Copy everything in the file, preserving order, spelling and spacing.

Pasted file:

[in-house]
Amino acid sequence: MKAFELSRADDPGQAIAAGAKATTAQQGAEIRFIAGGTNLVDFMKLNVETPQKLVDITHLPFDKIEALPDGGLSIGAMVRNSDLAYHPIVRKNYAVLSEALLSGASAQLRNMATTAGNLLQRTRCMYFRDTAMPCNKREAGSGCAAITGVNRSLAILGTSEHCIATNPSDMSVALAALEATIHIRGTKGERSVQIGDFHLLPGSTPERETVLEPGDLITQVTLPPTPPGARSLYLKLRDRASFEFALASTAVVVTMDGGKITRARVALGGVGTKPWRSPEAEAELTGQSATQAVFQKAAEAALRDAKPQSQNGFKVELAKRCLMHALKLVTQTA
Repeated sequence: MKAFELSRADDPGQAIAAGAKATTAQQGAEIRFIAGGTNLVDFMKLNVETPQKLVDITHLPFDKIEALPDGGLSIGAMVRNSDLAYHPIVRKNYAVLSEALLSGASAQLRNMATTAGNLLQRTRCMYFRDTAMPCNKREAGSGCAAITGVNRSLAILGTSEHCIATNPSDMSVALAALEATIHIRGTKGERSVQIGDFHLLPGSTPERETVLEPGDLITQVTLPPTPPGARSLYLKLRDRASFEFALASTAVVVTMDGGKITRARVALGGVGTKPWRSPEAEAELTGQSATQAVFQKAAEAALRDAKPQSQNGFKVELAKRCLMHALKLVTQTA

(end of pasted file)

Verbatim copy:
[in-house]
Amino acid sequence: MKAFELSRADDPGQAIAAGAKATTAQQGAEIRFIAGGTNLVDFMKLNVETPQKLVDITHLPFDKIEALPDGGLSIGAMVRNSDLAYHPIVRKNYAVLSEALLSGASAQLRNMATTAGNLLQRTRCMYFRDTAMPCNKREAGSGCAAITGVNRSLAILGTSEHCIATNPSDMSVALAALEATIHIRGTKGERSVQIGDFHLLPGSTPERETVLEPGDLITQVTLPPTPPGARSLYLKLRDRASFEFALASTAVVVTMDGGKITRARVALGGVGTKPWRSPEAEAELTGQSATQAVFQKAAEAALRDAKPQSQNGFKVELAKRCLMHALKLVTQTA
Repeated sequence: MKAFELSRADDPGQAIAAGAKATTAQQGAEIRFIAGGTNLVDFMKLNVETPQKLVDITHLPFDKIEALPDGGLSIGAMVRNSDLAYHPIVRKNYAVLSEALLSGASAQLRNMATTAGNLLQRTRCMYFRDTAMPCNKREAGSGCAAITGVNRSLAILGTSEHCIATNPSDMSVALAALEATIHIRGTKGERSVQIGDFHLLPGSTPERETVLEPGDLITQVTLPPTPPGARSLYLKLRDRASFEFALASTAVVVTMDGGKITRARVALGGVGTKPWRSPEAEAELTGQSATQAVFQKAAEAALRDAKPQSQNGFKVELAKRCLMHALKLVTQTA